Jurgen M said:
For second case, what is result if use limes?
Here is a lime:

The word you're looking for is limit.

The expression you showed is $$\frac{M^2}{1/2 \rho \pi V^2 b^2}$$

In your image you have "ro" which I assume you mean the Greek letter lowercase rho (##\rho##). Also, 3.14 is a very crude approximation for ##\pi##.
It's impossible to say what the limit here is without knowing whether there is a relationship between M and b.

Jurgen M said:
Yes from textbook,in denominator was derviaton of constant,so I put it just zero instead..So both integrals are zero?
Did you mean derivative of a constant? I was confused because I thought you meant to write "derivation of a constant" which makes no sense. If you did mean to type derivation, you should know the word doesn't mean what you apparently think it does.

Jurgen M said:
I think both are zero, area of zero section under function must be zero.
You need to be a little careful. The integrands are zero when ##y\ne y_0##, but what about when ##y=y_0##? That point is clearly in the interval of the first integral. It may or may not be in the second integral. The quotient ##0/0## is undefined, so you have to figure out how to handle that complication before you can give a definite answer.

Mark44 said:
Do you mean numerator, not denominator? To answer your question I would need to see what the fraction was before you differentiated it.

The word you're looking for is limit.

The expression you showed is $$\frac{M^2}{1/2 \rho \pi V^2 b^2}$$

In your image you have "ro" which I assume you mean the Greek letter lowercase rho (##\rho##). Also, 3.14 is a very crude approximation for ##\pi##.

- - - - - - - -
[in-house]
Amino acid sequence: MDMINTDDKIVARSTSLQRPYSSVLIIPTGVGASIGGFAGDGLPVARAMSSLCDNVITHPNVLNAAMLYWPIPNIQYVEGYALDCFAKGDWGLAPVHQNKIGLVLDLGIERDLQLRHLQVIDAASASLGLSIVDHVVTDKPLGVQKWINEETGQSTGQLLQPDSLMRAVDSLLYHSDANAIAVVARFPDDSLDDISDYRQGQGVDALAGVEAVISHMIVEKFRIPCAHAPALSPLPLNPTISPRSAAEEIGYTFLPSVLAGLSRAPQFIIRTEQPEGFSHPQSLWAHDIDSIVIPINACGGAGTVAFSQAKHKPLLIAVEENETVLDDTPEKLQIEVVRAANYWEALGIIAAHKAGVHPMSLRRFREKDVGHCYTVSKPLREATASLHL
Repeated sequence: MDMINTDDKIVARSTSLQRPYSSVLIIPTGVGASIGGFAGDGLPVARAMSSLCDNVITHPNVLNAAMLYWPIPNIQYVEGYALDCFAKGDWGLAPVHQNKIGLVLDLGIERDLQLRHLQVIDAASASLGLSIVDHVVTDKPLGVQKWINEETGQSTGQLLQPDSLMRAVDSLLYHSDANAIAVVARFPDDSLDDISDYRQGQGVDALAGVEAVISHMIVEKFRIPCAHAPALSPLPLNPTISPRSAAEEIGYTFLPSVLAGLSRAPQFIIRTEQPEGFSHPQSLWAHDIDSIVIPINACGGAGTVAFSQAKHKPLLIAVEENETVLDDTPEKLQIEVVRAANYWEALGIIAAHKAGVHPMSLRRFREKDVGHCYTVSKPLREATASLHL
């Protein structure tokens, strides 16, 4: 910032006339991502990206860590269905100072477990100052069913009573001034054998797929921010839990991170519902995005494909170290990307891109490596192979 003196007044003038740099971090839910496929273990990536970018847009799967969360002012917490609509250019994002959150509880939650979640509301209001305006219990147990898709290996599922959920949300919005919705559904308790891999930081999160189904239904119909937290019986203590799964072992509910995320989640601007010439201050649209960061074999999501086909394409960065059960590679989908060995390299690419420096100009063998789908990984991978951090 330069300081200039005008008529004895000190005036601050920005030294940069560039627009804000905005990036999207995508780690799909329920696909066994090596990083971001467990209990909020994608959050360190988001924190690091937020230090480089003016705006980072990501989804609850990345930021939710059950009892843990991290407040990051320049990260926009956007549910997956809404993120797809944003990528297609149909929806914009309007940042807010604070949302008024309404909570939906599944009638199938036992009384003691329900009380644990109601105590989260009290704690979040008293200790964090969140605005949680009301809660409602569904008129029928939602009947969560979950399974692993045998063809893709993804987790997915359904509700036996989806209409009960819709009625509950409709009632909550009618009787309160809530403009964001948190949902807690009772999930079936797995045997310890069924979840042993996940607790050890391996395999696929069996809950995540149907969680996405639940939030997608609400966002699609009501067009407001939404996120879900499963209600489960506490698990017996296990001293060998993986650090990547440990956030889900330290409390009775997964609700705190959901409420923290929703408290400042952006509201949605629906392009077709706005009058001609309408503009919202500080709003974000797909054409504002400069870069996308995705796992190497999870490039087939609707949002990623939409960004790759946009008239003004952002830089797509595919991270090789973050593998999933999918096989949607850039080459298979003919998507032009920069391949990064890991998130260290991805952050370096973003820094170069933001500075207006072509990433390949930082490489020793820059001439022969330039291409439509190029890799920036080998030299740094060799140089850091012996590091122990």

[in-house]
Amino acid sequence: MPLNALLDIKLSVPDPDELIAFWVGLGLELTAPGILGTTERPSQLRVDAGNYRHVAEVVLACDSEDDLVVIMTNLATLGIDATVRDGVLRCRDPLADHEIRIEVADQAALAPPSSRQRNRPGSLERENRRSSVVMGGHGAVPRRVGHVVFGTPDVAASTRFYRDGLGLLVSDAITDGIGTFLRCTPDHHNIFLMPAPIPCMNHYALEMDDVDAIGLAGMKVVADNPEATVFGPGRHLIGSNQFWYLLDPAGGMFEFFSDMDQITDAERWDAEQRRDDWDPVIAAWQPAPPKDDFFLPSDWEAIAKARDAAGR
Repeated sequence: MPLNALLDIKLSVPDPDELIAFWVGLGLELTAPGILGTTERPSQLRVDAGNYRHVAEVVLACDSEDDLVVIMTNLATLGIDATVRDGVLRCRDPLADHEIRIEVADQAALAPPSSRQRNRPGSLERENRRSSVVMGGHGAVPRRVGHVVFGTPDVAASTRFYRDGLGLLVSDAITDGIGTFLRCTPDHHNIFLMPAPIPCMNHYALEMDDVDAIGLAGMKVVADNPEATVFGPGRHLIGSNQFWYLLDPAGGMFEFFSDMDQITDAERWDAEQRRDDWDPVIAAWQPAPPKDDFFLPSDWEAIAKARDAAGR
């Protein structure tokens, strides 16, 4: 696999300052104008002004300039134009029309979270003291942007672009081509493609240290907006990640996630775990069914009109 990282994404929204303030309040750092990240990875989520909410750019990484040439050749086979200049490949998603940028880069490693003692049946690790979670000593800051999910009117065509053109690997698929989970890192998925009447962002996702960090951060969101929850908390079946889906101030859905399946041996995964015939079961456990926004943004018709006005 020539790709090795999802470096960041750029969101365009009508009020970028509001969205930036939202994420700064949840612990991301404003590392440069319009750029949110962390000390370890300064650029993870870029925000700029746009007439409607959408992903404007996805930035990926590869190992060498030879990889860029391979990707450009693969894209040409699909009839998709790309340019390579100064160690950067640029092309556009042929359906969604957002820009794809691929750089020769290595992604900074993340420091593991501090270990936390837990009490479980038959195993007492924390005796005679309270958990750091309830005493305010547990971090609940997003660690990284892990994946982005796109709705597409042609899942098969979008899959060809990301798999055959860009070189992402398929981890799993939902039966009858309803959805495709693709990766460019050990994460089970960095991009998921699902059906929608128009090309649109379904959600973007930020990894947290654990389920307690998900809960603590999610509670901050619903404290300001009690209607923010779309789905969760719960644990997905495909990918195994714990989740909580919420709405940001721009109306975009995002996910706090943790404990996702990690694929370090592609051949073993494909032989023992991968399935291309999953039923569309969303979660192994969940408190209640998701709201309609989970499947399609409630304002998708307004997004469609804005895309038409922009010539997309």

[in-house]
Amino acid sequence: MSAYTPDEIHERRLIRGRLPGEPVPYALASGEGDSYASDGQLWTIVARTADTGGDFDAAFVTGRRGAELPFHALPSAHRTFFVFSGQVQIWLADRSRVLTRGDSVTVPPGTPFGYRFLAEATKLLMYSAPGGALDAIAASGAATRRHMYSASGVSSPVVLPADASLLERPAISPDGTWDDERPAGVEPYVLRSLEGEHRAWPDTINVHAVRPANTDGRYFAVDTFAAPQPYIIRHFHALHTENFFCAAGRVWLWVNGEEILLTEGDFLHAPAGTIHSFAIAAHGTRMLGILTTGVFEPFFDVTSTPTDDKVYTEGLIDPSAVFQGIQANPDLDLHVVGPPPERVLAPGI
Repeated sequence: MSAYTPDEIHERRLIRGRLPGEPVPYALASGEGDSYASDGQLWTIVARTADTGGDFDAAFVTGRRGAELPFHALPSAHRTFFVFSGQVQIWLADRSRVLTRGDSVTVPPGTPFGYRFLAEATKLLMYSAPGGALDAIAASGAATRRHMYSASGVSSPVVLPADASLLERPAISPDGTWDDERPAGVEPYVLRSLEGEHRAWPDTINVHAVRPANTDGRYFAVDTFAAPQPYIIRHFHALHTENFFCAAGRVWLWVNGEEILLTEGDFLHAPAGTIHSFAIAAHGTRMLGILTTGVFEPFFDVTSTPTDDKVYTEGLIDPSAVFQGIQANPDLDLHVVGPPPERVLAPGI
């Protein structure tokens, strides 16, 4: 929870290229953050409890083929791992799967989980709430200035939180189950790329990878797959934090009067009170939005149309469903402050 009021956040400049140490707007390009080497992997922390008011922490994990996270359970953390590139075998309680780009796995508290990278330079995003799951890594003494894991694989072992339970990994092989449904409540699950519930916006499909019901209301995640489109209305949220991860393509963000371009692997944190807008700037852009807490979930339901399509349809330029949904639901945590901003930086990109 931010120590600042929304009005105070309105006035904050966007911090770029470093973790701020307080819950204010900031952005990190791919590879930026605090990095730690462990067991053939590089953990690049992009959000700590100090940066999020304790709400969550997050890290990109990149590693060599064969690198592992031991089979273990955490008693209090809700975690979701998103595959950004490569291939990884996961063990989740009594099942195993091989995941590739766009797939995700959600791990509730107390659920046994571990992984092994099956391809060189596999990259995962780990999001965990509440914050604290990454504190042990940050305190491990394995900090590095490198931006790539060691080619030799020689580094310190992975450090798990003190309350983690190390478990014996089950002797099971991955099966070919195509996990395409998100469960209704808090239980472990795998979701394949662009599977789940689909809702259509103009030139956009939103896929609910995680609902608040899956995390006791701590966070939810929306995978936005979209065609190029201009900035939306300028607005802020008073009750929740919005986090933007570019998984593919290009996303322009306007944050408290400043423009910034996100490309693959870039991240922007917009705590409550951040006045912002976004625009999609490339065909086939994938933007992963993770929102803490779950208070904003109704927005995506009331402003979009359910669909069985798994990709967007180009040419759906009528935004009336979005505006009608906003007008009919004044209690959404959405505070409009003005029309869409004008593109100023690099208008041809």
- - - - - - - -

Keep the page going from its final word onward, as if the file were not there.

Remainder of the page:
It's impossible to say what the limit here is without knowing whether there is a relationship between M and b.
Yes I mean on numerator.
Γ is const, so dΓ/dy=0

here is full integrals

Mark44 said:
The expression you showed is $$\frac{M^2}{1/2 \rho \pi V^2 b^2}$$

In your image you have "ro" which I assume you mean the Greek letter lowercase rho (##\rho##). Also, 3.14 is a very crude approximation for ##\pi##.
It's impossible to say what the limit here is without knowing whether there is a relationship between M and b.
ro is density
b is wingspan, M is lift force, when wingspan go to infinity it is logical that M(lift force) go to infinity as well..
So I put ∞ in numerator instead M..

vela said:
You need to be a little careful. The integrands are zero when ##y\ne y_0##, but what about when ##y=y_0##? That point is clearly in the interval of the first integral. It may or may not be in the second integral. The quotient ##0/0## is undefined, so you have to figure out how to handle that complication before you can give a definite answer.
What mean in physical sense undefined, I must know is alpha induced zero, when circulation Γ=constant, for infinity wing and finite wing?

$$\frac 1 {4\pi V}\int_{-b}^b \frac{\frac{d\Gamma}{dy}}{y_0 - y}~dy$$
First, is ##y_0## in the interval [-b, b]? If so, the integral is undefined.
Second, you say that ##\Gamma## (uppercase Greek letter gamma), the circulation, is constant. Since the integral has the derivative of ##\Gamma## in it, that suggests that ##\Gamma## might not be constant.

It would be helpful if you showed where this integral comes from, by posting a photo of the textbook where this integral is discussed.